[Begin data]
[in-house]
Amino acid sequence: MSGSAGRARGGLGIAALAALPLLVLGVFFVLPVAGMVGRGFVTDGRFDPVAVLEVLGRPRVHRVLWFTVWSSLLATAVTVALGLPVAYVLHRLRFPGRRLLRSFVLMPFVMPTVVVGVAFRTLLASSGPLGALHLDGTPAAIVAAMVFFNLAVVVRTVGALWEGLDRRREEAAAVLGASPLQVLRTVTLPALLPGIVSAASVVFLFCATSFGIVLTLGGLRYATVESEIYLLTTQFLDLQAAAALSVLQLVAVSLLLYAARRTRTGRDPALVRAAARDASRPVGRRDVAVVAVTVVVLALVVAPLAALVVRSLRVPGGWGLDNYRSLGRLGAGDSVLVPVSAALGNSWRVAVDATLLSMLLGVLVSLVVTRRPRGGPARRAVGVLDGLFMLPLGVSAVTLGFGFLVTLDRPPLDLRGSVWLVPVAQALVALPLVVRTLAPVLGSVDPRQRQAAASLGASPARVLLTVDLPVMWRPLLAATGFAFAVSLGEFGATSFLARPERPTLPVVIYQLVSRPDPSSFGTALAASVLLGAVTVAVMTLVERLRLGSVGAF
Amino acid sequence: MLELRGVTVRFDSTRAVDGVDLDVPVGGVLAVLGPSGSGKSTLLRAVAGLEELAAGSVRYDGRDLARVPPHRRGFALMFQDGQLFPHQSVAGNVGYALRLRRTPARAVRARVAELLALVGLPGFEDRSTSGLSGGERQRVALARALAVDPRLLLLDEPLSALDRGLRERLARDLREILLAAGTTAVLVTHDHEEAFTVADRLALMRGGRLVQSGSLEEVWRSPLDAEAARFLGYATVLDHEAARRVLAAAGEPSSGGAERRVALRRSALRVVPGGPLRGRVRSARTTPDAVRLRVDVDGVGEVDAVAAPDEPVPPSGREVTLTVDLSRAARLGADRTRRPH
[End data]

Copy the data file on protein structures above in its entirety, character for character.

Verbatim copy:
[in-house]
Amino acid sequence: MSGSAGRARGGLGIAALAALPLLVLGVFFVLPVAGMVGRGFVTDGRFDPVAVLEVLGRPRVHRVLWFTVWSSLLATAVTVALGLPVAYVLHRLRFPGRRLLRSFVLMPFVMPTVVVGVAFRTLLASSGPLGALHLDGTPAAIVAAMVFFNLAVVVRTVGALWEGLDRRREEAAAVLGASPLQVLRTVTLPALLPGIVSAASVVFLFCATSFGIVLTLGGLRYATVESEIYLLTTQFLDLQAAAALSVLQLVAVSLLLYAARRTRTGRDPALVRAAARDASRPVGRRDVAVVAVTVVVLALVVAPLAALVVRSLRVPGGWGLDNYRSLGRLGAGDSVLVPVSAALGNSWRVAVDATLLSMLLGVLVSLVVTRRPRGGPARRAVGVLDGLFMLPLGVSAVTLGFGFLVTLDRPPLDLRGSVWLVPVAQALVALPLVVRTLAPVLGSVDPRQRQAAASLGASPARVLLTVDLPVMWRPLLAATGFAFAVSLGEFGATSFLARPERPTLPVVIYQLVSRPDPSSFGTALAASVLLGAVTVAVMTLVERLRLGSVGAF
Amino acid sequence: MLELRGVTVRFDSTRAVDGVDLDVPVGGVLAVLGPSGSGKSTLLRAVAGLEELAAGSVRYDGRDLARVPPHRRGFALMFQDGQLFPHQSVAGNVGYALRLRRTPARAVRARVAELLALVGLPGFEDRSTSGLSGGERQRVALARALAVDPRLLLLDEPLSALDRGLRERLARDLREILLAAGTTAVLVTHDHEEAFTVADRLALMRGGRLVQSGSLEEVWRSPLDAEAARFLGYATVLDHEAARRVLAAAGEPSSGGAERRVALRRSALRVVPGGPLRGRVRSARTTPDAVRLRVDVDGVGEVDAVAAPDEPVPPSGREVTLTVDLSRAARLGADRTRRPH